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Edith Bülbring

Physiologist Edith Bülbring was so frustrated by the unpredictable responses of smooth muscle tissue in the lab that she made them her life’s work, becoming one of the most respected experts in her field. Bülbring finished studying at Bonn University in 1925 and after several internships throughout Germany passed her final medical exams in 1928. She took various jobs, from pharmacologist to pediatrician, but in 1933 left Germany for England, where she became an assistant at the Pharmaceutical Society. In 1937 she became assistant to the chair of pharmacology at Oxford, teaching classes and becoming a lecturer in 1946, reader in 1960, and full professor in 1967. She spent the 1940s working on the interactions of adrenaline and acetylcholine, but in 1950 began her life’s work on smooth muscle tissue, found in veins and many internal organs. Her discoveries on the ways neurotransmitters like serotonin and adrenaline affect smooth muscle led to her invitation to the Royal Society in 1958 and a Wellcome Gold Medal in 1985, among other honors. After her retirement in 1971, she continued working in a private lab until her death.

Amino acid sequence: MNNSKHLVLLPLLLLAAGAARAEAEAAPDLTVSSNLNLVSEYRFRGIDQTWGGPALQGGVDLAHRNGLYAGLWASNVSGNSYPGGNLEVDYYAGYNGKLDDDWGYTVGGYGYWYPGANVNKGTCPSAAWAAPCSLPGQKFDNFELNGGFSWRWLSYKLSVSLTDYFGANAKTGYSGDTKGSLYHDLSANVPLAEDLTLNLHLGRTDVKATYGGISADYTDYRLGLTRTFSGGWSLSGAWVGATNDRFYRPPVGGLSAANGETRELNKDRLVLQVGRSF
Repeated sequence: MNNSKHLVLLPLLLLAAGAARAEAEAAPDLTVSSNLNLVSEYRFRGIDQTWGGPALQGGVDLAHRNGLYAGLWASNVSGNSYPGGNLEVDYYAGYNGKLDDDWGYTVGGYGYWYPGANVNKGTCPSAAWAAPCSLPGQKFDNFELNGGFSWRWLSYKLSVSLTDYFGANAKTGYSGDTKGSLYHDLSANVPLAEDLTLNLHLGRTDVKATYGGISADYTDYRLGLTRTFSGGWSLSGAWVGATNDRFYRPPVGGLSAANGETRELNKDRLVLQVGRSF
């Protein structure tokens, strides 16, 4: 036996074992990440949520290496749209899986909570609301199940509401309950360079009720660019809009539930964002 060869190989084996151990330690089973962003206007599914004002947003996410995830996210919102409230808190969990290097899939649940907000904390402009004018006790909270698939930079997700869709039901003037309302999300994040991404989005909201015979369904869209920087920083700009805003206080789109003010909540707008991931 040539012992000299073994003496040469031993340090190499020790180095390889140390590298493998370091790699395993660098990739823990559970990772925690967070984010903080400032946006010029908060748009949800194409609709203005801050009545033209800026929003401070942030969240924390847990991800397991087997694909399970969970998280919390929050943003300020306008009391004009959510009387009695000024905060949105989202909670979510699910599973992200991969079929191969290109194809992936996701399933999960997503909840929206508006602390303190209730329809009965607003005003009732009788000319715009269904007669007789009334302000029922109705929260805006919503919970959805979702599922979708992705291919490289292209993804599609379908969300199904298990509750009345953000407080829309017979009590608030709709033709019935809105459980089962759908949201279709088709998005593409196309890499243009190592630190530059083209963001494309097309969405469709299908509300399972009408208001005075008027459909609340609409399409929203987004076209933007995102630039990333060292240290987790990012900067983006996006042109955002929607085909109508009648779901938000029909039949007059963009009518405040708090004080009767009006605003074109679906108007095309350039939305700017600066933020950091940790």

Edith Bülbring
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At the time of her death, doctor, biologist, and physiologist Edith Bülbring (1903-1990) was widely considered to be the most influential smooth-muscle physiologist in the world. Since then, her scientific "grandchildren" have continued to build on her work in ever new and important ways.

Institution: Dr. W. Hijmans, Aerdenhoot, The Netherlands.

Date of Birth
December 27, 1903
Place of Birth
Date of Death
July 5, 1990

How to cite this page

Jewish Women's Archive. "Edith Bulbring." (Viewed on December 14, 2018) <>.


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